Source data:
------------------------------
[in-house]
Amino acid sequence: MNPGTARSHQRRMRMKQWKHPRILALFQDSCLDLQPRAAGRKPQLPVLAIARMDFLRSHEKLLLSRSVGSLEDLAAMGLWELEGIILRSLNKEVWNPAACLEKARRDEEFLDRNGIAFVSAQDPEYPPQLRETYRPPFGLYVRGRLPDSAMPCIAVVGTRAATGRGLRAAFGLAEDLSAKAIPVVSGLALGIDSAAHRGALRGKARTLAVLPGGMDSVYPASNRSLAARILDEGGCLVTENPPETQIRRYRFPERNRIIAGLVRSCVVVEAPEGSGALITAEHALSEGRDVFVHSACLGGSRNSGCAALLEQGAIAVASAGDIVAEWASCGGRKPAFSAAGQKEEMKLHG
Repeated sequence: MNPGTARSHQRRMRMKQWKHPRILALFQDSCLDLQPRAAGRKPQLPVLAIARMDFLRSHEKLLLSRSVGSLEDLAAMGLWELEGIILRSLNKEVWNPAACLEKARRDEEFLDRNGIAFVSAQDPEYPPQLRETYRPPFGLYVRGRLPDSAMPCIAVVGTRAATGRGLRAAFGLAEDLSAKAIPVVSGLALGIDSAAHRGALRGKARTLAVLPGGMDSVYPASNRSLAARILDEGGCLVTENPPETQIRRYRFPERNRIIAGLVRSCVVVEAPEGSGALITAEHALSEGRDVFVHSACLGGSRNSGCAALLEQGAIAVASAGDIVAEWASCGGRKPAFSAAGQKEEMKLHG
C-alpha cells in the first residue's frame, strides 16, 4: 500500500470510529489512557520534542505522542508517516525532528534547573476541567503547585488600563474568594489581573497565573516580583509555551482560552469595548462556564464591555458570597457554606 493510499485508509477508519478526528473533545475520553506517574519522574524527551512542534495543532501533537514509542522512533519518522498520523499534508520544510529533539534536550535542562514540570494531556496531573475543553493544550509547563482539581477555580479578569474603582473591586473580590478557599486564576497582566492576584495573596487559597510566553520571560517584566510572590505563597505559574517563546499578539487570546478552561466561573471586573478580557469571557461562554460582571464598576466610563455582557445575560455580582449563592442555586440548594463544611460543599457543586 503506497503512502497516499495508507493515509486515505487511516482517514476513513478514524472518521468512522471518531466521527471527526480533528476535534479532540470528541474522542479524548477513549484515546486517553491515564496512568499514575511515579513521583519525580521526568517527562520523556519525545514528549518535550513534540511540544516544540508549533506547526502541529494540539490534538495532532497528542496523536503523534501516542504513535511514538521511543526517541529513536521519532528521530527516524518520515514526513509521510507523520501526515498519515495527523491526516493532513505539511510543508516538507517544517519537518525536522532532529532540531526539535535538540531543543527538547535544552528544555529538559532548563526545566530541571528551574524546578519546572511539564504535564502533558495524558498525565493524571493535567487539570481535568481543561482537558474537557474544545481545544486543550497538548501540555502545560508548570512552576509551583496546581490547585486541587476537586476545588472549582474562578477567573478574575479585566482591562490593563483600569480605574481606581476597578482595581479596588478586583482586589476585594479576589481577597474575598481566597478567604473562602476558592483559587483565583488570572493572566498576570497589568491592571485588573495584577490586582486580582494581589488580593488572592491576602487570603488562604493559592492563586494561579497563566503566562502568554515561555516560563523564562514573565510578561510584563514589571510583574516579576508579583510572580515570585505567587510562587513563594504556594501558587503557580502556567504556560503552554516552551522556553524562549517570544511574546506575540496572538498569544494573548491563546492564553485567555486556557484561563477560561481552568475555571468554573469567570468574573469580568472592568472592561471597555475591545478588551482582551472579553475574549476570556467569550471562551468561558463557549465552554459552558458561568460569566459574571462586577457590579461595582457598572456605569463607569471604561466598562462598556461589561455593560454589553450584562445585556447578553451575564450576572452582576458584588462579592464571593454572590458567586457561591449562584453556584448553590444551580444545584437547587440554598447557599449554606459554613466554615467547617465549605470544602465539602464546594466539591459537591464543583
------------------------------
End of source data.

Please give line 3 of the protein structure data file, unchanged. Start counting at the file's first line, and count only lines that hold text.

Repeated sequence: MNPGTARSHQRRMRMKQWKHPRILALFQDSCLDLQPRAAGRKPQLPVLAIARMDFLRSHEKLLLSRSVGSLEDLAAMGLWELEGIILRSLNKEVWNPAACLEKARRDEEFLDRNGIAFVSAQDPEYPPQLRETYRPPFGLYVRGRLPDSAMPCIAVVGTRAATGRGLRAAFGLAEDLSAKAIPVVSGLALGIDSAAHRGALRGKARTLAVLPGGMDSVYPASNRSLAARILDEGGCLVTENPPETQIRRYRFPERNRIIAGLVRSCVVVEAPEGSGALITAEHALSEGRDVFVHSACLGGSRNSGCAALLEQGAIAVASAGDIVAEWASCGGRKPAFSAAGQKEEMKLHG